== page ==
I planted some Brazilian spinach in pots and they are adequately watered and get full sun here in Florida. Growth appears at first to be good. However, some of the plants are rapidly dying from what looks like a white fungus infection. They stems just get this white mass on them and the plant dies. What could this be?  How is this treated?   Anyone else have experience with this?



I have one last excellent spot for a fruit tree in my yard. I live in Orlando Fl (9b).  The problem is I can't decide what to put there.

I already have a ton of mangos (always a great choice), three lychee trees, four avocado trees, two saps, pitomba, jaboticaba, Barbados cherry, atemoya, guava, persimmon, Pakistan mulberry, sweet belle orange, limes, longan, white sapote and carambola -- all in the ground.  I was thinking a black sapote tree but it gets too cold here. Kwai Muk maybe? 

What would you put in that spot if you were in my place?

Tropical Fruit Discussion / Is a black sapote tree worth having?
« on: June 20, 2022, 07:03:55 PM »

I'm very short on space and was wondering if it's worth it to have a black sapote tree?  I know it's a matter of opinion, but I would like to eat the fruit and not just 'collect.'   Do people with this fruit actually use it enough to warrant having a tree?   


Tropical Fruit Discussion / Anyone tried Ed's Delight loquats?
« on: June 20, 2022, 07:00:51 PM »
Has anyone tried a Ed's Delight loquat?  I keep seeing the tree at my local nurseries, but I can't get any info on whether it's a good variety or not.  I currently have Christmas and Arbelino. I know it's a yellow white fleshed fruit. I've only had the orange ones, so I'm on unfamiliar territory.


Caribbean fruit fly is the bane of my existence in Central Florida. I was hoping to get your comments for your area regarding Caribbean or other fruit fly infestations. If possible, I'm just hoping to grow fruit that are resistant to these pests -- I don't have the time to net or bag. I've been experimenting and just ripping out the fruit trees that get maggots.  Here are my results so far:


Peach (heavily -- the worst)
Lemon Drop Mangosteen
Black surinam cherry (heavily -- the worst)
Surinam cherry (heavily -- the worst)
Fig (infested when ripe)
Cherry of the Rio Grande
Papaya (infested with papaya fruit fly)


Star Fruit / Carambola
Barbados Cherry
Jamaica Cherry (Muntingia)
Peanut Butter Fruit
Sugar Apple
Ice Cream Bean


White Sapote (had some ripe fruit infested but trying to pick earlier this year)
Jaboticaba (haven't had any yet)
Cabelluda (haven't had any yet)
Achacha (Achairu) (haven't had any yet)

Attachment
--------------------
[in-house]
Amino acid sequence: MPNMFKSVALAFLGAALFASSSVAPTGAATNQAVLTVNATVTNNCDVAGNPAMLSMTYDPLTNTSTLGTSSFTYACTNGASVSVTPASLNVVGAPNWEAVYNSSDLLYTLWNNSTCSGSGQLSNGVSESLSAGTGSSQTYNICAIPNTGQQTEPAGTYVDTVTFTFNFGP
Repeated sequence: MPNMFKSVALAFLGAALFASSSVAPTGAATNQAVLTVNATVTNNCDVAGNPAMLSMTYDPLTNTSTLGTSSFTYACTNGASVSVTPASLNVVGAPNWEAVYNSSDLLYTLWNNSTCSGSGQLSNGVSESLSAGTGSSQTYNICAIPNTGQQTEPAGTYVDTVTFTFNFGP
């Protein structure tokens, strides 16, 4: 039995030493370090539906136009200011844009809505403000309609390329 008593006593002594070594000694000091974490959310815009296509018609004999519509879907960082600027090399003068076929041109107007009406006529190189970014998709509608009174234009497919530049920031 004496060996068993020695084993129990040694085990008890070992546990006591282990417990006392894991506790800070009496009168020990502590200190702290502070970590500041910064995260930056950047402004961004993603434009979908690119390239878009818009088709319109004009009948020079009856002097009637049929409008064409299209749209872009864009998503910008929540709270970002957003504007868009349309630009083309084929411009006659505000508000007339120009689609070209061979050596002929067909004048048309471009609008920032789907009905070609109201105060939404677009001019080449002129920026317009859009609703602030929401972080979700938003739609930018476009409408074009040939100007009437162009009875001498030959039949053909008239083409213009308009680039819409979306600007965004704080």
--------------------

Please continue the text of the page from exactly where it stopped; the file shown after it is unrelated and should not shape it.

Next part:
Dragon Fruit (haven't had any yet)
Pitanga (haven't had fruit yet)


I bought a Joyner Red dragon fruit from Hopkins Nursery at a plant show recently.  I'm trying to get some info on the variety to see if it's self pollinating or not, but nothing shows up.  Does anyone have any knowledge of this variety?  Thanks.

Does anyone else have experience with Emperor lychees?  I have a tree that started producing about 4 years ago and has produced loads of fruit every single year since.  I live in Central Florida (Orlando area.).   When I got the tree from a fella in south Florida, I was told this variety hardly produced at all for him. All I can guess is that this tree requires a bit more cold than south Florida typically provides.  Anyway, big nice tasting lychees.  Loads of them.  Does anyone else have this tree, and what is your experience with it?  As an example, my Brewster and Hak Ip produce every other year.  Mauritius is about the same (nothing special) and Sweetheart produces every year as well. Weird to have such random fruit production.


I have to be honest. I'm growing tired of growing a fruit tree to maturity only to find that the fruit is infested with Caribbean fruit fly maggots; or whatever maggots. I've purchased some exclusion netting and will use it, but I've removed many a peach tree because I just can't deal with that darn fruit fly. The peaches grown here in Florida are just too hard to bag.

Besides mango, jackfruit and lychee, are there any other fruits that are resistant to fruit fly attacks?  I just want to grow the fruit and not have to bag every darn thing. 

Things that I no longer grow in quantity:  peaches (miss them), plums, papaya, surinam cherry, Cherry of the Rio Grande, wax jambu, and Grumichama.